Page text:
HAVING watched Prime Minister's Questions last week (April 29), I was struck by the extremely courteous and almost conciliatory exchanges between Dominic Rabb, the Foreign Secretary, standing in for the Prime Minister, and Sir Keir Starmer, the Leader of the Opposition.

At this time of national crisis, it made for refreshing viewing. With these two politicians leading the way, isn’t it time that we as a country put our differences behind us and worked together to defeat this deadly coronavirus which is currently running rife in our community?

Let us put our political allegiances aside for the moment and stop levelling constant criticism at the governments of both Westminster and Holyrood who, guided by the science, are working night and day to navigate a way through what is arguably the worst crisis to hit the UK since the Second World War. Naturally, like in any crisis mistakes will be made, however every effort is ongoing to obviate these issues and learn from them.

There may well be some flaws in the supply chain for PPE and the like, however whilst dwelling on these issues we should also be highlighting the huge logistical and distribution achievements in the last few weeks in unprecedented circumstances by all concerned. We should also be leading on the number of people who have actually recovered from the virus instead of the number of deaths. Of course, both sets of data need to be broadcast but a more positive focus would be of enormous physiological benefit to our nation and a boost to our flagging morale.

There is far too much negativity prevalent throughout the media, including in your Letters Pages and it should be reined back by all contributors. Let us focus on the positives that are occurring everyday both in our hospitals, care homes and the community at large including all those working in the essential industries sector.

Christopher H Jones, Giffnock.

IT'S a matter of trust.

In a democracy the general public elects and empowers representatives first and foremost to look after their collective best interests. That single brief should be of paramount importance and we should be able to trust our MPs to put our collective interests ahead of those of any minority group or the financial interests of a relatively few individuals amongst us here or elsewhere. That is the theory, in practice the bottom line is they obviously don’t.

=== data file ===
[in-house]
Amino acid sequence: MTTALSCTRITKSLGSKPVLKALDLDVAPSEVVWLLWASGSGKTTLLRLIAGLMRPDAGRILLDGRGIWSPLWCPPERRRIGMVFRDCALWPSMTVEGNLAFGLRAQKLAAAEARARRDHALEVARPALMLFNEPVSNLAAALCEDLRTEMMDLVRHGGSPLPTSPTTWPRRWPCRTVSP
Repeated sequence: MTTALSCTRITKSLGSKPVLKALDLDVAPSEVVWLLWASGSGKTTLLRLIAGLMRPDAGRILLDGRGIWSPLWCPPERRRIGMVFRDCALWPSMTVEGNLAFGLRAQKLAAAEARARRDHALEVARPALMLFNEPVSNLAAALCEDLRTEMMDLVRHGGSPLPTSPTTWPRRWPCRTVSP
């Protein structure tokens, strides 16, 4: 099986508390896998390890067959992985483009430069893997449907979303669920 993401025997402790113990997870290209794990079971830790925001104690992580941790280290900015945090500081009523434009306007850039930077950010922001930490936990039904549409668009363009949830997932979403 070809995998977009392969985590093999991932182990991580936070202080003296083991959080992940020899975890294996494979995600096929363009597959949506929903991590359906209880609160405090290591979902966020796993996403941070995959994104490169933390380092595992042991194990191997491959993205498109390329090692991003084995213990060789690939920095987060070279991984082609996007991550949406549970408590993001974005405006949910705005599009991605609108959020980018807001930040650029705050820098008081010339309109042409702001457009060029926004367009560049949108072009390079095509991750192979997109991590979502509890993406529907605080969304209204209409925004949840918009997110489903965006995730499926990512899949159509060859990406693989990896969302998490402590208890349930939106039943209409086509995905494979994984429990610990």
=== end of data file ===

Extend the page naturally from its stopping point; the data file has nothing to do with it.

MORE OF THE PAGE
Those of us who actually listen to MPs and ministers in particular hear them talk at length yet say nothing, they emit noise but little substance. They fail to address direct questions and slip into a prepared narrative and make promise after promise that they never fulfil. There appears to be no effective mechanism in the media to challenge this when it happens. The expression “snake-oil salesmen” comes to mind and the adage of “You can tell he is lying because his lips are moving” has never been more appropriate.

The latest BBC Panorama exposé on PPE in England (April 27), which one assumes was run past the legal department before it was broadcast, is impossible to reconcile with the message given in public briefings by Government ministers. For those who haven’t watched the programme it told of an historical deliberate run-down of PPE reserves caused by the political decision to cut NHS funding and worse still the deliberate distortion of the truth by agents of the present administration regarding the current levels of PPE, its distribution and re-supply. Coupled with what to the outsider appears to be systematic deliberate under-reporting of Covid-19 deaths in England makes me lose what little faith in and respect I had for the Westminster administration.

I no longer trust Westminster. Not only would it appear that lives have been unnecessarily sacrificed in the pandemic as a direct result of political decisions taken before the virus appeared and the subsequent mismanagement of the pandemic but the illusion that we live in a functioning democracy that cares for all of us has been shattered. What can be done to remedy this?

David J Crawford, Glasgow G12.